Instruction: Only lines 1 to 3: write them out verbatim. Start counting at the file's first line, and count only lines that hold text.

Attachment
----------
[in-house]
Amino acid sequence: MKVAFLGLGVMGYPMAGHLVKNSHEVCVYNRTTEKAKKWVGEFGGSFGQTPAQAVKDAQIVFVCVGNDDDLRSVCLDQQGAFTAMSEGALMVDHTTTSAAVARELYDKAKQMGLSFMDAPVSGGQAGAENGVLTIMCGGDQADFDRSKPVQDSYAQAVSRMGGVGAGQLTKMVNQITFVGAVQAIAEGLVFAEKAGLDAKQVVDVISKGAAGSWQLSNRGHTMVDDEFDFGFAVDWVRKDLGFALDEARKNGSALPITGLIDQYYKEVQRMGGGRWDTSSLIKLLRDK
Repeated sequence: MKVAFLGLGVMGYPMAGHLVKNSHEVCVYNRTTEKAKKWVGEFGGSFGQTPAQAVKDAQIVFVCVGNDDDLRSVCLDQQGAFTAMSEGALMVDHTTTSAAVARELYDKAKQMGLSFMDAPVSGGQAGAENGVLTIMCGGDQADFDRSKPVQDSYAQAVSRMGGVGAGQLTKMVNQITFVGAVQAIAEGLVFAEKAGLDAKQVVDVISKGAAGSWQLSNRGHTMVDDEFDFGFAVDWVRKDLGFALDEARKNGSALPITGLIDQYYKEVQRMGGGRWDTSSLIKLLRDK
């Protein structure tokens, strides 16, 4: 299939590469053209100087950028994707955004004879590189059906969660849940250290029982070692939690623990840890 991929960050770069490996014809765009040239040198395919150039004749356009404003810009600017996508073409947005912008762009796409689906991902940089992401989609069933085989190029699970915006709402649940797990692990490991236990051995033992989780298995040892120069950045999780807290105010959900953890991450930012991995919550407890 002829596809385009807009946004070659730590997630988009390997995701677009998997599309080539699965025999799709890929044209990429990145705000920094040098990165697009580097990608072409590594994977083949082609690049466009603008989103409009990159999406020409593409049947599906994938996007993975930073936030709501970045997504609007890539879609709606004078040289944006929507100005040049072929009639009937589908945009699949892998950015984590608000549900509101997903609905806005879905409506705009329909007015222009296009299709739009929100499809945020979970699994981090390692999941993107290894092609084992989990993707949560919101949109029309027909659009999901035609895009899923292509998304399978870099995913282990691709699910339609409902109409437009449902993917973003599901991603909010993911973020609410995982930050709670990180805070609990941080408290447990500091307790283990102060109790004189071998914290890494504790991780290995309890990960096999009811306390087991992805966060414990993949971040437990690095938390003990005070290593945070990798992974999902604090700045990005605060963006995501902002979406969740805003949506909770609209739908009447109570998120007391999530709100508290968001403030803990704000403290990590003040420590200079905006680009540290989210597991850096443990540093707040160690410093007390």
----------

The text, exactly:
[in-house]
Amino acid sequence: MKVAFLGLGVMGYPMAGHLVKNSHEVCVYNRTTEKAKKWVGEFGGSFGQTPAQAVKDAQIVFVCVGNDDDLRSVCLDQQGAFTAMSEGALMVDHTTTSAAVARELYDKAKQMGLSFMDAPVSGGQAGAENGVLTIMCGGDQADFDRSKPVQDSYAQAVSRMGGVGAGQLTKMVNQITFVGAVQAIAEGLVFAEKAGLDAKQVVDVISKGAAGSWQLSNRGHTMVDDEFDFGFAVDWVRKDLGFALDEARKNGSALPITGLIDQYYKEVQRMGGGRWDTSSLIKLLRDK
Repeated sequence: MKVAFLGLGVMGYPMAGHLVKNSHEVCVYNRTTEKAKKWVGEFGGSFGQTPAQAVKDAQIVFVCVGNDDDLRSVCLDQQGAFTAMSEGALMVDHTTTSAAVARELYDKAKQMGLSFMDAPVSGGQAGAENGVLTIMCGGDQADFDRSKPVQDSYAQAVSRMGGVGAGQLTKMVNQITFVGAVQAIAEGLVFAEKAGLDAKQVVDVISKGAAGSWQLSNRGHTMVDDEFDFGFAVDWVRKDLGFALDEARKNGSALPITGLIDQYYKEVQRMGGGRWDTSSLIKLLRDK